Remember, the Retina display isn't about resolution, it's about DPI (Dots Per Inch). A higher DPI means you have a higher resolution, but a higher resolution doesn't necessarily mean you have a higher DPI (2880×1800 on a 15" screen is about 220 DPI, whereas 2880×1800 on a 27" screen has a much smaller DPI).
The operating system and your application have to take into account the DPI in order to give you anything that looks good. If you go on programming your game assuming there are 96 pixels per inch (which is what used to be the "normal" measurement several years ago and now many programs assume that to be true, despite better, higher DPI screens being made now), your text, images, etc. are going to look much smaller than you planned on when I draw them on my 15" 2880×1800 display. This is one reason why on OS X, you have to use the Cocoa and Quartz 2D frameworks to get your program to be rendered in high DPI (because otherwise when your program communicates with the operating system, your program is going to be assuming a low DPI screen and the OS has to accommodate for that).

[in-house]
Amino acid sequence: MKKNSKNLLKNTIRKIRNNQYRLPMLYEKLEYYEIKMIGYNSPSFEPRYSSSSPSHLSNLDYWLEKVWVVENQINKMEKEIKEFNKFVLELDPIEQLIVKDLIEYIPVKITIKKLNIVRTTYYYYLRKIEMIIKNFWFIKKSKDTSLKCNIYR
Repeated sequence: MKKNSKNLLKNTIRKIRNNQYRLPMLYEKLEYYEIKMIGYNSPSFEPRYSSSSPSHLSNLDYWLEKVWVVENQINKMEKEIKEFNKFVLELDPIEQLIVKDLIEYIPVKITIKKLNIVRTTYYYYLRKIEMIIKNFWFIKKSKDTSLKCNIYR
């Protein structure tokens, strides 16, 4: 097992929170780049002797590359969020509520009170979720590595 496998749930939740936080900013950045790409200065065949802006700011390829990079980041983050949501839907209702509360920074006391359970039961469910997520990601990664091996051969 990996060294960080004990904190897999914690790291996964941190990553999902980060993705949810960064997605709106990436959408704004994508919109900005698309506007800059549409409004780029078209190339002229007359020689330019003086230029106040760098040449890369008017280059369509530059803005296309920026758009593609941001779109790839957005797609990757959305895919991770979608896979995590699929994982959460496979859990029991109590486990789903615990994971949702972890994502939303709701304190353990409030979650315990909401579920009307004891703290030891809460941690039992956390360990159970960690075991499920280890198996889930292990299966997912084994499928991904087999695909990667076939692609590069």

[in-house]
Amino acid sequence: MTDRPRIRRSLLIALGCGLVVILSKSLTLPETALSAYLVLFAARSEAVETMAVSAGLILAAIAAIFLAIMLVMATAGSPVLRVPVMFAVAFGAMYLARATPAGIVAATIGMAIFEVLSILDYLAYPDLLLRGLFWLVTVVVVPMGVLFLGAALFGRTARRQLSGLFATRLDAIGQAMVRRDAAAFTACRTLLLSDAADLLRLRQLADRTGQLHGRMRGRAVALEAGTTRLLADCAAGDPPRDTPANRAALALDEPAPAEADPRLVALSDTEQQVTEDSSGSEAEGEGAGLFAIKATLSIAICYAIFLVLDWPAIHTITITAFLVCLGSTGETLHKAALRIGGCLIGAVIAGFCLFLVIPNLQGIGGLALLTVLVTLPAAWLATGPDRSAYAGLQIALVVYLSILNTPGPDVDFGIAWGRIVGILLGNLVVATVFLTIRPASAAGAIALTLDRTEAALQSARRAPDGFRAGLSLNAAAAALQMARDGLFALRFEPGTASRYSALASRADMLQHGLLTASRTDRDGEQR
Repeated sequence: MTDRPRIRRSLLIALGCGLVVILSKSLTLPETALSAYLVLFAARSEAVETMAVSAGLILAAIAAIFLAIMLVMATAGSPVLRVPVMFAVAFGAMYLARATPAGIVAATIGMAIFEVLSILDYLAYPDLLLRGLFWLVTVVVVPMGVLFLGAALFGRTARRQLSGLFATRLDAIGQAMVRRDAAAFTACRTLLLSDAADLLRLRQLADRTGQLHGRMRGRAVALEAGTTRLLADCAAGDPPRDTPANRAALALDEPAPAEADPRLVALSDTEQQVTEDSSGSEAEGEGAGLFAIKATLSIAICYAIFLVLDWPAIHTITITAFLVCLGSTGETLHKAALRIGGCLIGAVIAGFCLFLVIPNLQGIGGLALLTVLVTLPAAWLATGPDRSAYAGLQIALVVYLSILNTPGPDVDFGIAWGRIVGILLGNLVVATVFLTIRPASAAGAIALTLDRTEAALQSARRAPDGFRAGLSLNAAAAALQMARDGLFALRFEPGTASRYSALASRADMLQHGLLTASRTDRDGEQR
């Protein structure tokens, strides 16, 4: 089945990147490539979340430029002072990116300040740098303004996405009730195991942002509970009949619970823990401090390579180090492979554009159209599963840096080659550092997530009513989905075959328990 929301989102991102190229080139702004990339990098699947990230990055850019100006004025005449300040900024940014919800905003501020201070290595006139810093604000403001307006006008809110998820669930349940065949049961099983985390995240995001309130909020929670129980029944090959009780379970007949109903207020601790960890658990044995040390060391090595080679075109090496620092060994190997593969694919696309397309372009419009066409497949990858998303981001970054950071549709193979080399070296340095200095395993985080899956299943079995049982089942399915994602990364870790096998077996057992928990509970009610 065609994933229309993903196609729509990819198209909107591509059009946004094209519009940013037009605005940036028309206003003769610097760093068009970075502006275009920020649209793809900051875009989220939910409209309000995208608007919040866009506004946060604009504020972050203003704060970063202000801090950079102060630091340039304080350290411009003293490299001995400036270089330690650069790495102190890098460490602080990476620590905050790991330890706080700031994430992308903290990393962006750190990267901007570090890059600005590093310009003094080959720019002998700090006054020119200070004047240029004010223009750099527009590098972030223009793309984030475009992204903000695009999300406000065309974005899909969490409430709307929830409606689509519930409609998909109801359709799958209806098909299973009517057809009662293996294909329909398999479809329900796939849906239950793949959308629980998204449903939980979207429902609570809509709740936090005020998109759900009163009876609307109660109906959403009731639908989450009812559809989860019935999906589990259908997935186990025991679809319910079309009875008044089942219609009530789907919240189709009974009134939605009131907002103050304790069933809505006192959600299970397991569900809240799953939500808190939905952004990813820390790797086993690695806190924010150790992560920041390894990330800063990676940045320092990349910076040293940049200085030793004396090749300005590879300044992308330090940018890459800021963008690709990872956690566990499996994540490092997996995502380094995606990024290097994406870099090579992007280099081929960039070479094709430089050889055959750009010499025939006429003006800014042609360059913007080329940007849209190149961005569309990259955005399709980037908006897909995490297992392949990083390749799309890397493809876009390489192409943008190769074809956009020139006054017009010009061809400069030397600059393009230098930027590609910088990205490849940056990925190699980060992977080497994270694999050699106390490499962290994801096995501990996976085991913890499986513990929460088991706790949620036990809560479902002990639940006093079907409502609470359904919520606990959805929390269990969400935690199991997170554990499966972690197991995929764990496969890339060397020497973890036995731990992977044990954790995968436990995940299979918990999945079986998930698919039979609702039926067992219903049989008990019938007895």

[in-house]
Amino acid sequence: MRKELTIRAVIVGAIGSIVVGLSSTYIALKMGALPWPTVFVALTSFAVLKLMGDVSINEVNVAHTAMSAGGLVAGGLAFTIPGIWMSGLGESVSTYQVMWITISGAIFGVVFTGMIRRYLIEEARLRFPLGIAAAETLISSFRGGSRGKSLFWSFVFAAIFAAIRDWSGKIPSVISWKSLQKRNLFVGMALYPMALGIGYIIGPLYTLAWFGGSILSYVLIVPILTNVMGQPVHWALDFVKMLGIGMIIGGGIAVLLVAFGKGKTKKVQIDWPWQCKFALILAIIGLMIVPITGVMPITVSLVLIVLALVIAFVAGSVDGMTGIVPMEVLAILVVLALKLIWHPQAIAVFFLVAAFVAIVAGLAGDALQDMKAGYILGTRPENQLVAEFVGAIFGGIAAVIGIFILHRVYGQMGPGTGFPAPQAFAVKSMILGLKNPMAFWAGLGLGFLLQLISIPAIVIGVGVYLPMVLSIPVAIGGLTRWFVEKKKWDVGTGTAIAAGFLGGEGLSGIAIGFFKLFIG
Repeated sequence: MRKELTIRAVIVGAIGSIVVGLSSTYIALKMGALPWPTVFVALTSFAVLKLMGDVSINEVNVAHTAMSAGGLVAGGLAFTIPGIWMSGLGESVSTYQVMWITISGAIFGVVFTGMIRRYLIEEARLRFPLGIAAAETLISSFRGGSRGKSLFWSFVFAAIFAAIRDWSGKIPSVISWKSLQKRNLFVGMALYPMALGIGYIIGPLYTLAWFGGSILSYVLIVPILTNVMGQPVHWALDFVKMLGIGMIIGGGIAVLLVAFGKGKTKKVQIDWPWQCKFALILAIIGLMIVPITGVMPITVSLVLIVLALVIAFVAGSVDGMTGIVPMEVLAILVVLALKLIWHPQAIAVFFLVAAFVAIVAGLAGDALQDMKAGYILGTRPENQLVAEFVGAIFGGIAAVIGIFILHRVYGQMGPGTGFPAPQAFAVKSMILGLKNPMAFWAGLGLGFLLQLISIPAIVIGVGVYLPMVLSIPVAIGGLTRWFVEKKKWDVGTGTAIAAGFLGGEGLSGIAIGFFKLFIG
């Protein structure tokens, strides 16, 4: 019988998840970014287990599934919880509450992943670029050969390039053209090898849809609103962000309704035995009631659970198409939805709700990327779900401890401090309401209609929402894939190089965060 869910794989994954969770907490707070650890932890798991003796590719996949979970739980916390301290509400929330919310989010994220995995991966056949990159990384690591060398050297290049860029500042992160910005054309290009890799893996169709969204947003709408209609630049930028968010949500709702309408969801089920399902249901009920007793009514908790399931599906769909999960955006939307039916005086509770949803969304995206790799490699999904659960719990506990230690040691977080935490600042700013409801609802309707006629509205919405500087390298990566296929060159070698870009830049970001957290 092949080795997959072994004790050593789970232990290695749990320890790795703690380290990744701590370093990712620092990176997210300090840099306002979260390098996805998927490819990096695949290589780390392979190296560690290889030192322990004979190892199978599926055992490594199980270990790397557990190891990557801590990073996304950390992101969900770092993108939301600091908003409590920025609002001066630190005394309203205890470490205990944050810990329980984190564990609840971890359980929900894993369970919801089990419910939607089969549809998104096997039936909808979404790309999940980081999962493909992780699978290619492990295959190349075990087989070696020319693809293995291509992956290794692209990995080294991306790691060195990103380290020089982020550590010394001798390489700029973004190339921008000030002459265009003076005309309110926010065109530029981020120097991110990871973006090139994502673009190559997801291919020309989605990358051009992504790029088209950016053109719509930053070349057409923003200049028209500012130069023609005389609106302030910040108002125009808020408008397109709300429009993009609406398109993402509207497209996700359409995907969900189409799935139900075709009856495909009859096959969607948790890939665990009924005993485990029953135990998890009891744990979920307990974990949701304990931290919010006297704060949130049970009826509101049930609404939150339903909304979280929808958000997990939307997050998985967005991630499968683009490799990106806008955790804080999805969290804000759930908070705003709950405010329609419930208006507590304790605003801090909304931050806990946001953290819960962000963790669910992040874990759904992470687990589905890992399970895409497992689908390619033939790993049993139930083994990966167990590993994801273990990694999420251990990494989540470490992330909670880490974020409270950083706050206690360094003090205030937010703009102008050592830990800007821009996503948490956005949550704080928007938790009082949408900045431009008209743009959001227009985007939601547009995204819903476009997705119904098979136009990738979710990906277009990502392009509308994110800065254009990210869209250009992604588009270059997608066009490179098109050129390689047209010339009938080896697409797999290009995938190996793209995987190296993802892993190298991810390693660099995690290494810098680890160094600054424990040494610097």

When drawing text (and images) to the screen, pixels is a pretty bad way to measure the size of things, because 100 pixels on my Retina screen is going to be a lot smaller than 100 pixels on another "average" monitor. When doing graphics, you still have to deal with pixels, but if you don't think about how big those pixels are to the user (that is, how many pixels are in an inch?), things you draw may be too big or too small.